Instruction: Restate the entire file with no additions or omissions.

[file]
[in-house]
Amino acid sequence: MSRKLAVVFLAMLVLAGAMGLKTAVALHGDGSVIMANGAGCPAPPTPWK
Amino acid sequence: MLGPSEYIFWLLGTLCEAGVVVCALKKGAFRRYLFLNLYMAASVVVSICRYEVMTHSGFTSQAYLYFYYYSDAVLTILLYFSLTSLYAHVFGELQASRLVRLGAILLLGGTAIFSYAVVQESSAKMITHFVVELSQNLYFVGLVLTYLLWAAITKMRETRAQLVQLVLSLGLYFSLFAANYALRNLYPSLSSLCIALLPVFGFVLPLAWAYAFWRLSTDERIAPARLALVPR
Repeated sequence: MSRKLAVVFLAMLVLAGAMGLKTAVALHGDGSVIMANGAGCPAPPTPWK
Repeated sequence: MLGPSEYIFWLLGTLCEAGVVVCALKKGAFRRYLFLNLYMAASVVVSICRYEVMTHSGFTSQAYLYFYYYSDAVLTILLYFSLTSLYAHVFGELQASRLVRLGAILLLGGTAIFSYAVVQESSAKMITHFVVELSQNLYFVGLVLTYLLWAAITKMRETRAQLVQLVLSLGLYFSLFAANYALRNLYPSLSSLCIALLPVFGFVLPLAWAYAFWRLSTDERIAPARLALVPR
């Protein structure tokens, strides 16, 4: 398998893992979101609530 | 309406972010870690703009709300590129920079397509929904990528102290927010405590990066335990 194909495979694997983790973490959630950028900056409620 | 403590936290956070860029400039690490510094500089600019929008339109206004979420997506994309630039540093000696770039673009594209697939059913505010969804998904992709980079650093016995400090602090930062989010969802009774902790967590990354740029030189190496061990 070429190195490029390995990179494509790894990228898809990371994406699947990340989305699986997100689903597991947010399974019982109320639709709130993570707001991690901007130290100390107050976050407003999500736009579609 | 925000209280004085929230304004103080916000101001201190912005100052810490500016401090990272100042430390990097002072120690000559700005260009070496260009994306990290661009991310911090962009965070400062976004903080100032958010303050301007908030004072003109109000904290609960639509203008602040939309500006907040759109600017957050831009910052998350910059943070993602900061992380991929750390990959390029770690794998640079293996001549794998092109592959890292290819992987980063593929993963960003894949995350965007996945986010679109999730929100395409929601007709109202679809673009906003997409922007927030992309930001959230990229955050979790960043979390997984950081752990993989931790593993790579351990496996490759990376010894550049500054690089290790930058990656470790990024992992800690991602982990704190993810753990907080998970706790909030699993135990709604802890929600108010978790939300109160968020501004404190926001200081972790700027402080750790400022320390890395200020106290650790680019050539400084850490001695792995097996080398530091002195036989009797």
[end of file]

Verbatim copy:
[in-house]
Amino acid sequence: MSRKLAVVFLAMLVLAGAMGLKTAVALHGDGSVIMANGAGCPAPPTPWK
Amino acid sequence: MLGPSEYIFWLLGTLCEAGVVVCALKKGAFRRYLFLNLYMAASVVVSICRYEVMTHSGFTSQAYLYFYYYSDAVLTILLYFSLTSLYAHVFGELQASRLVRLGAILLLGGTAIFSYAVVQESSAKMITHFVVELSQNLYFVGLVLTYLLWAAITKMRETRAQLVQLVLSLGLYFSLFAANYALRNLYPSLSSLCIALLPVFGFVLPLAWAYAFWRLSTDERIAPARLALVPR
Repeated sequence: MSRKLAVVFLAMLVLAGAMGLKTAVALHGDGSVIMANGAGCPAPPTPWK
Repeated sequence: MLGPSEYIFWLLGTLCEAGVVVCALKKGAFRRYLFLNLYMAASVVVSICRYEVMTHSGFTSQAYLYFYYYSDAVLTILLYFSLTSLYAHVFGELQASRLVRLGAILLLGGTAIFSYAVVQESSAKMITHFVVELSQNLYFVGLVLTYLLWAAITKMRETRAQLVQLVLSLGLYFSLFAANYALRNLYPSLSSLCIALLPVFGFVLPLAWAYAFWRLSTDERIAPARLALVPR
């Protein structure tokens, strides 16, 4: 398998893992979101609530 | 309406972010870690703009709300590129920079397509929904990528102290927010405590990066335990 194909495979694997983790973490959630950028900056409620 | 403590936290956070860029400039690490510094500089600019929008339109206004979420997506994309630039540093000696770039673009594209697939059913505010969804998904992709980079650093016995400090602090930062989010969802009774902790967590990354740029030189190496061990 070429190195490029390995990179494509790894990228898809990371994406699947990340989305699986997100689903597991947010399974019982109320639709709130993570707001991690901007130290100390107050976050407003999500736009579609 | 925000209280004085929230304004103080916000101001201190912005100052810490500016401090990272100042430390990097002072120690000559700005260009070496260009994306990290661009991310911090962009965070400062976004903080100032958010303050301007908030004072003109109000904290609960639509203008602040939309500006907040759109600017957050831009910052998350910059943070993602900061992380991929750390990959390029770690794998640079293996001549794998092109592959890292290819992987980063593929993963960003894949995350965007996945986010679109999730929100395409929601007709109202679809673009906003997409922007927030992309930001959230990229955050979790960043979390997984950081752990993989931790593993790579351990496996490759990376010894550049500054690089290790930058990656470790990024992992800690991602982990704190993810753990907080998970706790909030699993135990709604802890929600108010978790939300109160968020501004404190926001200081972790700027402080750790400022320390890395200020106290650790680019050539400084850490001695792995097996080398530091002195036989009797």